Last weekend the Kirov Ballet of St. Petersburg, Russia closed their 3-week season at New York City Center. During the 3 weeks they performed Petipa’s The Kingdom of Shadows from La Bayadere; Fokine’s Scheherazade and Chopiniana; Gorsky’s The Grand Pas de Deux from Don Quixote, as well as all-Balanchine and all-Forsythe programs. The all-Balanchine program I saw Saturday night included Serenade, Rubies, and Ballet Imperial. These three ballets are Balanchine at his most classical- with the exception of sparkly set and costumes of Rubies, the ballets are simplistic and gorgeously choreographed, relying solely on the dancers’ technical prowess to make the ballet look like the exquisite masterpiece that it is.
Kirov dancers are undeniably technical geniuses. Their footwork, extensions, syncopation, port de bras and even their bows are flawlessly executed. Every leg is beautifully turned out, every wrist held at the perfect angle. But what Kirov dancers have in technique, they lacked in joy, in beauty. Serenade is ripe with gushingly beautiful phrases; it is one of those ballets which the viewer can revel in the pure and breathtakingly beautiful aesthetic pleasure of the dance. But the Kirov dancers possessed none of this exuberance in their dancing, rather, they looked petrified. Dance critic Alastair Macaulay wrote in the New York Times article, “Has nobody reminded these dancers that these grand ballet rituals are about love, courtesy and the thrill of ceremony? With zero sense of courtship, whole chunks of the Kirov repertory turned to stone.”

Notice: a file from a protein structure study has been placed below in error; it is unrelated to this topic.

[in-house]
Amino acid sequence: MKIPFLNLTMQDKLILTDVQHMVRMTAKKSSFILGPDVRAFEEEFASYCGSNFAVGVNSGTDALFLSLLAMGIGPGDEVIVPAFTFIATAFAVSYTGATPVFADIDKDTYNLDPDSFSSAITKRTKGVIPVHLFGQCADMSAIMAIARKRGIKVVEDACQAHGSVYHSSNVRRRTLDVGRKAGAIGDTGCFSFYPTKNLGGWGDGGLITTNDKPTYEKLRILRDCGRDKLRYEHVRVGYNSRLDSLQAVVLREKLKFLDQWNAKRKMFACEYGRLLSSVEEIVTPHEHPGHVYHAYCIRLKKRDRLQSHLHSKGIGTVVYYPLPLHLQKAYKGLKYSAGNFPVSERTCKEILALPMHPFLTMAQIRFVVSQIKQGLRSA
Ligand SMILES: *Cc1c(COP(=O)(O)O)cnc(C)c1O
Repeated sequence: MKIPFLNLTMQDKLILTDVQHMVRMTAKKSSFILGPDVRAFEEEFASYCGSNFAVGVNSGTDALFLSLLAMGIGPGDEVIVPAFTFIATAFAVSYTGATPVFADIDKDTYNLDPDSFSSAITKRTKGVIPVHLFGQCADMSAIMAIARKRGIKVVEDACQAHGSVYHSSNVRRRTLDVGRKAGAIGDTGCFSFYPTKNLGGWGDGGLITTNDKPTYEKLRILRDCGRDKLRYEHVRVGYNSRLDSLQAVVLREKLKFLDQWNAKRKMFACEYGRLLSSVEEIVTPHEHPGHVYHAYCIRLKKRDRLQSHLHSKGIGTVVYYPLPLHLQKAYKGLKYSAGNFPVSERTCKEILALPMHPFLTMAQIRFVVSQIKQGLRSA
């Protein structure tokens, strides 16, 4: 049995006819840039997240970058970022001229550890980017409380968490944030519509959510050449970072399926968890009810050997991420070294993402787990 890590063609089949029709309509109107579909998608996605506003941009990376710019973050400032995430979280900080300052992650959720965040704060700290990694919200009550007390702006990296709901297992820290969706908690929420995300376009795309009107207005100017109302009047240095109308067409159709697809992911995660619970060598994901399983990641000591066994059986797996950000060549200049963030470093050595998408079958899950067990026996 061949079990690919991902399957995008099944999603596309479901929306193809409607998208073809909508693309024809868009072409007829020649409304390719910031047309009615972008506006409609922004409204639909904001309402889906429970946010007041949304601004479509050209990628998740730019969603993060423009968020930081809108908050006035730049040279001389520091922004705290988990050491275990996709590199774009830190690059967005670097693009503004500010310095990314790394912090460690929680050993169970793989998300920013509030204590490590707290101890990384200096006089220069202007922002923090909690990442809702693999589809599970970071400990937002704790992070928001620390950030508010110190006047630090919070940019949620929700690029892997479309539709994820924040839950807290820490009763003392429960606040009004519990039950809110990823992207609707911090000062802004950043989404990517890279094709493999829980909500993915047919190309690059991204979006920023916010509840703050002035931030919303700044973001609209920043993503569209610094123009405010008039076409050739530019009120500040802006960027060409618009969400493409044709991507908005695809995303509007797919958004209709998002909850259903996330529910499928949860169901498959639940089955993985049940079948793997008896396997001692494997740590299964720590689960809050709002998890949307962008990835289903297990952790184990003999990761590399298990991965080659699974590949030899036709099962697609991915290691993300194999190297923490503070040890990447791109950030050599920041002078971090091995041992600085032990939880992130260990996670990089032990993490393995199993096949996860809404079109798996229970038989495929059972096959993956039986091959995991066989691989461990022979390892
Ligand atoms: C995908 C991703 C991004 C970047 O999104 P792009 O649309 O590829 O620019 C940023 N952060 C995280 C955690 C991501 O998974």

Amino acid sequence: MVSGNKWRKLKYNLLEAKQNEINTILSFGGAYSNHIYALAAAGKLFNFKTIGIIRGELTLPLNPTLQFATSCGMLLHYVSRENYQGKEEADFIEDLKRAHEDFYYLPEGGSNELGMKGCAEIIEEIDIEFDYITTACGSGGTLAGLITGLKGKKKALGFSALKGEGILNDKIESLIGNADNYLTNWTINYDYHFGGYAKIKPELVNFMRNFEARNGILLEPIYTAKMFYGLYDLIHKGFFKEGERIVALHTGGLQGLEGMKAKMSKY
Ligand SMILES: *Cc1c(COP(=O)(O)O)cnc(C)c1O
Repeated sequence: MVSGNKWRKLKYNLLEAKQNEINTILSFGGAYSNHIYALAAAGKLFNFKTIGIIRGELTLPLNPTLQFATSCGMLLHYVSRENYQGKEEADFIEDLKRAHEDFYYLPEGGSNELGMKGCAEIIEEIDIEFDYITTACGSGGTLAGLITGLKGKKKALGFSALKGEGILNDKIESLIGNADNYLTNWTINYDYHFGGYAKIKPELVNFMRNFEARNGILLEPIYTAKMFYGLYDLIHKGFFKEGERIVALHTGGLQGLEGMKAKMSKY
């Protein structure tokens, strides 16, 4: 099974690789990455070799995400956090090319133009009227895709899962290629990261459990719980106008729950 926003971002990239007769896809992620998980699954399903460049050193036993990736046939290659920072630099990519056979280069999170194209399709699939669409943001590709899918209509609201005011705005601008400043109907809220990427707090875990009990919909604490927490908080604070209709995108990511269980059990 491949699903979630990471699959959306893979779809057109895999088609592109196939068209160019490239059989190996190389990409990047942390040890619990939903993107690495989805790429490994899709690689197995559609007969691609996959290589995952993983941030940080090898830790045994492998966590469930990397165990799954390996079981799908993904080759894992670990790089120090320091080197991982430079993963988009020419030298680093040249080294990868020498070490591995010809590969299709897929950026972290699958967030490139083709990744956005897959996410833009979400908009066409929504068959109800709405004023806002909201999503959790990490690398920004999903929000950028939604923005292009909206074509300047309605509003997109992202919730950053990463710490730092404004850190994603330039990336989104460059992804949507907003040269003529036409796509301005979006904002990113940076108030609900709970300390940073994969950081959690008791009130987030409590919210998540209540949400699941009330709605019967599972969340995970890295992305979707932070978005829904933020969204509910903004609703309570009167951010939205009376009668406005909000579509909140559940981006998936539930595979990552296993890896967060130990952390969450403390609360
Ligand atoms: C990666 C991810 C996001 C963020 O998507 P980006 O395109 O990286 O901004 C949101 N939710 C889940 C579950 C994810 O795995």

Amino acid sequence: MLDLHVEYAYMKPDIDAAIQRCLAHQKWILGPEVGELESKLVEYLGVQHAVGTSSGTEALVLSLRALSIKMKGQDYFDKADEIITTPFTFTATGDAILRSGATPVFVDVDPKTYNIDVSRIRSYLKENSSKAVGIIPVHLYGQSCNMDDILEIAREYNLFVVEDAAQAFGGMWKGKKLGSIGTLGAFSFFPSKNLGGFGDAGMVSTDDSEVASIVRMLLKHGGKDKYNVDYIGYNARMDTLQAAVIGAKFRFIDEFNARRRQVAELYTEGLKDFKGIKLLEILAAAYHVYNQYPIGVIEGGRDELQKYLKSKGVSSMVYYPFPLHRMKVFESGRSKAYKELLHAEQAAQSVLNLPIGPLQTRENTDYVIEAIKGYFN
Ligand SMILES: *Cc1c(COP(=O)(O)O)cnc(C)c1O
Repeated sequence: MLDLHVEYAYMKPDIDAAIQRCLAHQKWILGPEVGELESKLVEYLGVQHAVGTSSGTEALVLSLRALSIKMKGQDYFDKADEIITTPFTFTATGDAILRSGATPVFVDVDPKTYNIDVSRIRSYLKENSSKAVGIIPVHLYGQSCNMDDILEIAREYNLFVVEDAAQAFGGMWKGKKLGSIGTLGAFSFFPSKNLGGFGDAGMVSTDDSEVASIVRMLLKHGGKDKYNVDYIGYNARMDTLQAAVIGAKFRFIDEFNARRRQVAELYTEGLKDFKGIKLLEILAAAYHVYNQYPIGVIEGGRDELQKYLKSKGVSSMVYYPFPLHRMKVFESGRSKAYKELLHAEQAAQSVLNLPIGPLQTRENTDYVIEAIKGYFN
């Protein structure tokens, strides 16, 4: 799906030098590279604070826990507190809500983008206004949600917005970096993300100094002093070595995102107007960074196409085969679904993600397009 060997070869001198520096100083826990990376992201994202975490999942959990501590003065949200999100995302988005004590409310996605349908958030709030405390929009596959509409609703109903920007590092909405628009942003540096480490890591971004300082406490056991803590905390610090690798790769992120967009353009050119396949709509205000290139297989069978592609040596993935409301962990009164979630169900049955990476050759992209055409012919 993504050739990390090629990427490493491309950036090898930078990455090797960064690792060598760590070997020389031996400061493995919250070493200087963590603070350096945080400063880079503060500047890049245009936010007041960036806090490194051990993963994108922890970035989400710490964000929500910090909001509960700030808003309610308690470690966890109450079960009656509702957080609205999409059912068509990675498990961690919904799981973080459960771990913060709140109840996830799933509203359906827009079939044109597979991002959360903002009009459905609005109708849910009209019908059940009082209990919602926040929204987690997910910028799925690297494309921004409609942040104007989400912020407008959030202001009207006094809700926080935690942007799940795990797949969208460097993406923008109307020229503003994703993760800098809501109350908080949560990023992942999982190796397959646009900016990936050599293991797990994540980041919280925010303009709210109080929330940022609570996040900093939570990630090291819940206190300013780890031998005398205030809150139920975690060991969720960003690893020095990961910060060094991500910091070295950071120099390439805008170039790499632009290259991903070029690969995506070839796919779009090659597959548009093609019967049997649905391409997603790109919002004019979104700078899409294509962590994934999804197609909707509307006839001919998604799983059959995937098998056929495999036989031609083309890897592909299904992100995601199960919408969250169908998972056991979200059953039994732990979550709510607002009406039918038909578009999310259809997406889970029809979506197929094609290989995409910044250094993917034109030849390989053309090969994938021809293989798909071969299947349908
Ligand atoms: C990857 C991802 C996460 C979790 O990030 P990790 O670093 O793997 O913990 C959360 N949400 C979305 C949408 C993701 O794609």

He wasn’t exaggerating. Ballets like Serenade and Ballet Imperial are so technically demanding that without any sense of joy from the dancers, the ballet becomes academic, like an exercise. This isn’t to say I didn’t enjoy the pieces- Serenade is inherently a gorgeous ballet and watching dancers of such technical finesse is always beguiling and wonderful. Olesia Novikova, who danced the leads in Serenade and Ballet Imperial, was the one true breath of fresh air. Her smiles looked natural, her movements were full of both gusto and ease. The ballets retained their poignancy and elegance. If nothing else, it was an exciting evening to whet our appetites for more great ballet with the opening of the New York City Ballet season, coming soon.
Serenade photographs (and my ticket) courtesy of Yaniv Schulman